The landlady

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  • Publicado : 2 de junio de 2011
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The Landlady
The story focuses on a young man named Billy Weaver who has just stepped into the world of work. Arriving in Bath for a business trip, he looks for a place to stay, and is recommended to the Bell and Dragon. While headed there, he comes upon a bed and breakfast sign which somehow hypnotizes him into checking out the boardinghouse. He presses the doorbell, and before he can lift hisfinger from the bell-button, the door opens and a middle-aged landlady appears. She treats him generously, giving him a floor of his own to stay on, and charging him much less than he expected. However, she also emits a sense of spookiness, which, though apparently Billy does not notice, appears quite evident to the reader.In the inn's guest book, he sees that only two other guests have stayed there—one older, the other younger, and both having arrived earlier than 2 years prior. Billy finds the names vaguely familiar from the newspaper, and on further reflection recalls that they "were both famous for the same thing." (going missing) The landlady makes a comment about one of the two boys inpast tense, to which Billy comments that they must have only left recently. The landlady replies that both of the guests are still residing at the inn. Billy then notices that the dog by the fireplace and the parrot he had noticed earlier were stuffed as he looks closer and touches the dog to examine it. She then tells him, "I stuff all my pets myself," and offers him more tea. Billy refuses becausethe tea "tasted faintly of bitter almonds" (a characteristic of cyanide). The story ends with Billy asking if there have been any other guests or visitors in the past few years, to which the landlady replies, "No my dear, Only you."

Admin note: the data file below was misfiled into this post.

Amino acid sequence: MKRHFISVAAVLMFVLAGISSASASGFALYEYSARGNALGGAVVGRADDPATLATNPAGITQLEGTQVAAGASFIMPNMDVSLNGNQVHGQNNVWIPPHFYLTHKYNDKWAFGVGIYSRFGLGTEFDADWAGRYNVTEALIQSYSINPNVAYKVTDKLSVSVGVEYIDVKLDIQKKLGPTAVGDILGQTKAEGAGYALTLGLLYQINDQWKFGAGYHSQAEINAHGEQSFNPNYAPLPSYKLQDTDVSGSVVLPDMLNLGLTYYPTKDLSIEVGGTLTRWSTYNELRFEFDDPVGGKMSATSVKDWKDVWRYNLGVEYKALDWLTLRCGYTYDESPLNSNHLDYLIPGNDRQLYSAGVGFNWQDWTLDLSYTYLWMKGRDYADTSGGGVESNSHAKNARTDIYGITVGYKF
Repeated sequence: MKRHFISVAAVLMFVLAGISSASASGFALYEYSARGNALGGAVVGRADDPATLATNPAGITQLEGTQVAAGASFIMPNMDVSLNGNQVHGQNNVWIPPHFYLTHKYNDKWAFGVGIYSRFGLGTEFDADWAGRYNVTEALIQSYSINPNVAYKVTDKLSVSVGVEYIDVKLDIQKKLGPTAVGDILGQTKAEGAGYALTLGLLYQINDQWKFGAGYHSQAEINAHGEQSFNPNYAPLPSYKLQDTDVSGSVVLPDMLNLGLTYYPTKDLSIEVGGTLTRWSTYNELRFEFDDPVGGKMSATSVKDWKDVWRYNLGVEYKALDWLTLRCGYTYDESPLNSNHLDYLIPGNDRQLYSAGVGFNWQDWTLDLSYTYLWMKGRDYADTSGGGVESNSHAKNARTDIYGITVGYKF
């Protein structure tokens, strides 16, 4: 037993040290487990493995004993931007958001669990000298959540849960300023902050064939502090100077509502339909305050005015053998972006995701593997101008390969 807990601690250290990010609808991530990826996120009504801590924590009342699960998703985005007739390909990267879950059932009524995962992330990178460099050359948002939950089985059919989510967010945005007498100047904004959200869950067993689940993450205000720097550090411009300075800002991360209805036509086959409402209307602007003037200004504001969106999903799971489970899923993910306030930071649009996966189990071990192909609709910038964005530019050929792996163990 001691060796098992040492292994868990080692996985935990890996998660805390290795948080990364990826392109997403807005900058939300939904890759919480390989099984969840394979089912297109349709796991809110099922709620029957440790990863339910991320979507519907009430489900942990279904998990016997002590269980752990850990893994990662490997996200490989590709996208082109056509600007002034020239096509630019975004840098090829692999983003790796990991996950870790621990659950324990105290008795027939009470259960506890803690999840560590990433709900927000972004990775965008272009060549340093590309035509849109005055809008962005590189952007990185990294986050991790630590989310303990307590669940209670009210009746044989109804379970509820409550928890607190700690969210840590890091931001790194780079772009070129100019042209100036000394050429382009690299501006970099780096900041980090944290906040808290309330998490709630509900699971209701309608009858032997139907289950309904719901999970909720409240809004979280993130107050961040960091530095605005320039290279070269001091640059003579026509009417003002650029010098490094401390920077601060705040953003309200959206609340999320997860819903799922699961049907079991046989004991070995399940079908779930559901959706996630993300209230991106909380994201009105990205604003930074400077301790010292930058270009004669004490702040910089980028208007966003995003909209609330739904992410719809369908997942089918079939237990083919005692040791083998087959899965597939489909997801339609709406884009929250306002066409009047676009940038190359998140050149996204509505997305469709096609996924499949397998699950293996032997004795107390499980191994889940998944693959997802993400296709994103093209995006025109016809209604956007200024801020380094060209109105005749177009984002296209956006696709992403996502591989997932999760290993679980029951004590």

"Last night I dreamt I went to Manderley again" is the book's often quoted opening line, and from here its unnamed narrator recollects her past, tellingthe story of her transition into womanhood. While working as the companion to a rich American woman vacationing on the French Riviera, she becomes acquainted with a wealthy Englishman, Maximilian (Maxim) de Winter. After a fortnight of courtship, she agrees to marry him, and after the marriage accompanies him to his mansion, the beautiful West Countryestate Manderley. Only upon their arrival at Manderley does the new bride realize how difficult it will be to lay to rest the memory of her husband's first wife, Rebecca. Rebecca is understood to have drowned in a sailing accident off the coast next to the mansion a year before, but her memory has a strong hold on the estate and all of its inhabitants andvisitors, especially the domineering housekeeper, Mrs. Danvers, one of literature's most infamous female villains. Mrs. Danvers, who was profoundly devoted to Rebecca, tries to undermine the second Mrs de Winter, suggesting to her that she will never attain the urbanity and charm that Rebecca possessed. Whenever thenew Mrs. de Winter attempts to make changes at Manderley, Mrs. Danvers describes how Rebecca ran Manderley when she was alive. Each time Mrs. Danvers does this, she implies that the new Mrs. de Winter lacks the experience and knowledge necessary for running an important estate such as Manderley. The second Mrs. de Winter is cowed by Mrs. Danvers' imposing manner and complies with thehousekeeper's suggestions. Lacking self-confidence and overwhelmed by her new life, the protagonist commits one faux pas after another, until she is convinced that Maxim regrets his impetuous decision to marry her and is still deeply in love with the seemingly perfect Rebecca. The climax occurs at Manderley's annual costume ball....